Here, x >>= twoOver returns Just(2/2=1), then fmap applies +2 on it to get 3. We can use fmap to apply normal functions and >>= to apply Maybe-returning functions. One might think of fmap as an operation lifting functions into the Maybe category and >>= working on functions already there. (Though, nothing actually stops us from using >>= to apply non-Maybe returning functions, except the honor system ;)

Here's some code i wrote at one point for an attempt at a Webkit-based internet browser.

WebKitWebFrame* frame        = webkit_web_view_get_main_frame( web_view );

WebKitWebDataSource* source  = webkit_web_frame_get_data_source( frame );
GString*             content = webkit_web_data_source_get_data( source );

WebKitWebDataSource* reSource   = webkit_web_frame_get_provisional_data_source( frame );
GString*             reContents = reSource? webkit_web_data_source_get_data( reSource ) : 0;

I could theoretically rewrite that...

WebKitWebFrame* frame = web_view >>= webkit_web_view_get_main_frame;

GString* content = frame >>= webkit_web_frame_get_data_source
>>= webkit_web_data_source_get_data;

GString* reContents = webkit_web_frame_get_provisional_data_source
>>= webkit_web_data_source_get_data;

More practical examples come from using >>= and fmap together. Haskell provides a really handy operator, <\$>, that aliases as an fmap. Take a look at this line:

(+2) . read <\$> getLine >>= print

This first gets the line as a string, calls read which converts it to an int, then adds 2 and calls print. The dot operator between (+2) and read represents a function composition, g(str) = plus_two(atoi(str)). That is also not difficult to implement in C++, but maybe another day.

Unfortunately, we are more limited to our expressiveness with symbolic operators in C++. We have to choose from, at least the fallowing: ^ << <<= % || && | & * / + -, which all have either mathematical or logical meaning. Whether being able to create arbitrary symbolic operators would benefit or harm C++ code is an interesting topic for debate. It can certainly be difficult to justify the use of an operator for a non-standard function because of our limited options.

#### Conclusions

I hope I have demonstrated at least one thing successfully here: Maybe, on its own, is useless. The truly interesting aspects of it only come out in conjunction with other functional operations. fmap and >>= make a good start, there's also >>, liftA2, ap, function composition, and a whole slue of useful tools that can be used on pointers, but also arbitrary data structures for which they make sense. One interesting thing to note is that Haskell doesn't as easily allow for functions that take a variable number of arguments, so we can do some things more generically than in Haskell. (For example, liftA could be a var-arg funcion; perhaps even fmap.)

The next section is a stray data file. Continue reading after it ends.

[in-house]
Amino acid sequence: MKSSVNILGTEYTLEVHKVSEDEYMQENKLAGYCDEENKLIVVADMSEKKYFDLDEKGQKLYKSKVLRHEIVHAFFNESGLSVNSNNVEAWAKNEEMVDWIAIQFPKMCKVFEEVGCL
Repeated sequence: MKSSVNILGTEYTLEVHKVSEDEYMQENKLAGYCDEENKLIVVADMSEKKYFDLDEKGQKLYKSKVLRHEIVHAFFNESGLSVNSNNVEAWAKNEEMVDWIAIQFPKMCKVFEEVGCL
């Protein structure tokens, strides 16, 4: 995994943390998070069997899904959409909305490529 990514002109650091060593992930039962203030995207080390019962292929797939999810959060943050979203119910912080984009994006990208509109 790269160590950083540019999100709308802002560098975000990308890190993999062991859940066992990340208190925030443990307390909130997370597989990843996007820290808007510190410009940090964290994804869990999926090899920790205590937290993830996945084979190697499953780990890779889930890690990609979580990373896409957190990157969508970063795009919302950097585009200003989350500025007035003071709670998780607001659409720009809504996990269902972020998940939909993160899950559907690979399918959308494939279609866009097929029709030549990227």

Now, remember that I said there was one improvement on implementing Maybe to make? I use the Maybe concept in my library, Pure, and what I do differently is that I do not actually implement it! Instead, I use tag dispatching to determine if something's a Maybe type, and implement generic versions of fmap and >>= (which i call mbind). Even defining Maybe as an std::unique_ptr like above restricts fmap from working on std::shared_ptrs, and regular pointers--we have a rich variety of ways in expressing possible values in C++.

http://www.generic-programming.org/languages/cpp/techniques.php#tag_dispatching
A good technique for template specialization.

A good (short) list of important monad functions.

2. Oh, i have not implemented Maybe! That was done for me. All i did was define Just and Nothing, but raw pointers and smart pointers all fall under the same category. Whereas Haskell has only one way of specifying values that are just there or not (by default) c++ has many because we also define ownership of the value. (raw: nobody, shared: anybody, unique: this guy, weak: not me)

My point is that we should eschew writing as restrictive a definition of Maybe as Haskell does. Instead of implementing Maybe, implement fmap and make it work on raw pointers, smart pointers, and even boost::optionsals.

Although, when i read your article, originally, it did give me a realization of how monadic std::ostream& is. out<<a returns out, which feeds into <<b, which feeds into... And through each operation, out's state is preserved, whether it refers to just a buffer or a file with a local output buffer. I thought that was pretty interesting.

3. White text on a grey background is really hard to read.

1. Sorry, theme troubles. For whatever reason, this post was grey, the others were white. I gave up trying to customize it, so here's a generic white (consistent) theme.

4. About "All i did was define Just and Nothing..." in your comment of Aug. 26, 2012: How would you define move-enabled Just ?

1. Sorry for the extremely slow response; I have a move enabled version in my Pure library: https://github.com/splinterofchaos/Pure/blob/master/Data.h

Please feel free to post any comments, concerns, questions, thoughts and ideas. I am perhaps more interested in what you have to say than you are in what I do.